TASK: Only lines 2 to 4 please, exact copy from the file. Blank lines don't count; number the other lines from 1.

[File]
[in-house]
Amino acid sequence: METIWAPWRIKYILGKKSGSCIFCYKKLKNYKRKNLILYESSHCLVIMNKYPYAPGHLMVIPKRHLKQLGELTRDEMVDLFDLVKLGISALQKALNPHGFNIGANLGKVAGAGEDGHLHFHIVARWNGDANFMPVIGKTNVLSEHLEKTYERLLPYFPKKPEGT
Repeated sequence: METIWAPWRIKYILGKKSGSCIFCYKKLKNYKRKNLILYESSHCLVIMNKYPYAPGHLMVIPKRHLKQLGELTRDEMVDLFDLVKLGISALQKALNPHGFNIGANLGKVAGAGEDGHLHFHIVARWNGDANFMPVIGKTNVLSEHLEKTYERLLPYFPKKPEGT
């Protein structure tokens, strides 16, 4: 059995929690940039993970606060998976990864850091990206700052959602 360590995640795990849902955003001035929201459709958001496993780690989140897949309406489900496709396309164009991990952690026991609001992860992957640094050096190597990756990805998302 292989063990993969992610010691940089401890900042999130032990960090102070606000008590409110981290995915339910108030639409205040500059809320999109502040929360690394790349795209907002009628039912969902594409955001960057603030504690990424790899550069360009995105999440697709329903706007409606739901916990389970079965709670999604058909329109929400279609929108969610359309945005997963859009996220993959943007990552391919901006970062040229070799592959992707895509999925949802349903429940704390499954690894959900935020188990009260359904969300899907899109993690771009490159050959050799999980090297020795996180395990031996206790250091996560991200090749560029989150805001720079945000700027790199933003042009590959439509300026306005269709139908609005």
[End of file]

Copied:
Amino acid sequence: METIWAPWRIKYILGKKSGSCIFCYKKLKNYKRKNLILYESSHCLVIMNKYPYAPGHLMVIPKRHLKQLGELTRDEMVDLFDLVKLGISALQKALNPHGFNIGANLGKVAGAGEDGHLHFHIVARWNGDANFMPVIGKTNVLSEHLEKTYERLLPYFPKKPEGT
Repeated sequence: METIWAPWRIKYILGKKSGSCIFCYKKLKNYKRKNLILYESSHCLVIMNKYPYAPGHLMVIPKRHLKQLGELTRDEMVDLFDLVKLGISALQKALNPHGFNIGANLGKVAGAGEDGHLHFHIVARWNGDANFMPVIGKTNVLSEHLEKTYERLLPYFPKKPEGT
């Protein structure tokens, strides 16, 4: 059995929690940039993970606060998976990864850091990206700052959602 360590995640795990849902955003001035929201459709958001496993780690989140897949309406489900496709396309164009991990952690026991609001992860992957640094050096190597990756990805998302 292989063990993969992610010691940089401890900042999130032990960090102070606000008590409110981290995915339910108030639409205040500059809320999109502040929360690394790349795209907002009628039912969902594409955001960057603030504690990424790899550069360009995105999440697709329903706007409606739901916990389970079965709670999604058909329109929400279609929108969610359309945005997963859009996220993959943007990552391919901006970062040229070799592959992707895509999925949802349903429940704390499954690894959900935020188990009260359904969300899907899109993690771009490159050959050799999980090297020795996180395990031996206790250091996560991200090749560029989150805001720079945000700027790199933003042009590959439509300026306005269709139908609005």